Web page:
According to a recent study, lifestyle seems to be more important than age in cognitive function and future dementia risks across all ages.

A recent international study has established a clear relationship between high-fat diet and worsening of cognitive abilities, including developing anxiety, depression and progression of Alzheimer’s disease.

A recent small study investigated whether cranberries due to their antioxidant and anti-inflammatory properties, could reduce age-related cognitive decline, ending up with dementia.

A recent study has found that compared to 2 children, having 3 or more of them has a negative effect on brain health later in life. Both for women and men. At least in Northern Europe.

According to a recent study, vitamin K might help reduce and even prevent age-related cognitive decline, leading to various forms of dementia.

This information comes from a recent large UK study. The study showed that while the number of people with memory problems had remained stable, the number of those with cognitive decline had more than doubled between 2009 and 2018.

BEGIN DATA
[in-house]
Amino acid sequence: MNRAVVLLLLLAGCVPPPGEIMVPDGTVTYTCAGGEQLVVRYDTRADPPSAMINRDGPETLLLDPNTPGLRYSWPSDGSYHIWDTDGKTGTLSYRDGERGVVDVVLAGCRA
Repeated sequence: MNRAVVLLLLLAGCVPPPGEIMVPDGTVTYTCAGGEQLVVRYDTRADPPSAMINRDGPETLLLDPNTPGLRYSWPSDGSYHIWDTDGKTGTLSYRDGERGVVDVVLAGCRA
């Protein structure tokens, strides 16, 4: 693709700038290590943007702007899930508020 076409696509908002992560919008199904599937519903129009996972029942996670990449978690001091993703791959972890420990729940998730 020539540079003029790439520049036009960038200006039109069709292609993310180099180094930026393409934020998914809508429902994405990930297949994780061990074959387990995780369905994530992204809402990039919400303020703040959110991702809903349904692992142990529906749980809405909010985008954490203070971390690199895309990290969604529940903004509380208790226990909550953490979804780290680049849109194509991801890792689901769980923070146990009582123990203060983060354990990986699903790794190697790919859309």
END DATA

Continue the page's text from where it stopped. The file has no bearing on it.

It can. At least, according to a recent study. And this influence of antibiotics on the brain health is not really surprising. Previous studies have already shown that antibiotics’ use can lead to serious disruptions in the gut microbiome health. And, as we know, our gut has a strong connection with our brain.

According to a recent study, selenium (with the highest concentrations in Brazil nuts) could increase neuron generation, and boost learning and memory in aging brain.

According to a recent study, stability in body mass index (BMI) over time is linked to a slower cognitive decline in older people.

According to a recent small but long-term study, drinking 2 cups of coffee (2x240g) may make you less likely to develop Alzheimer’s.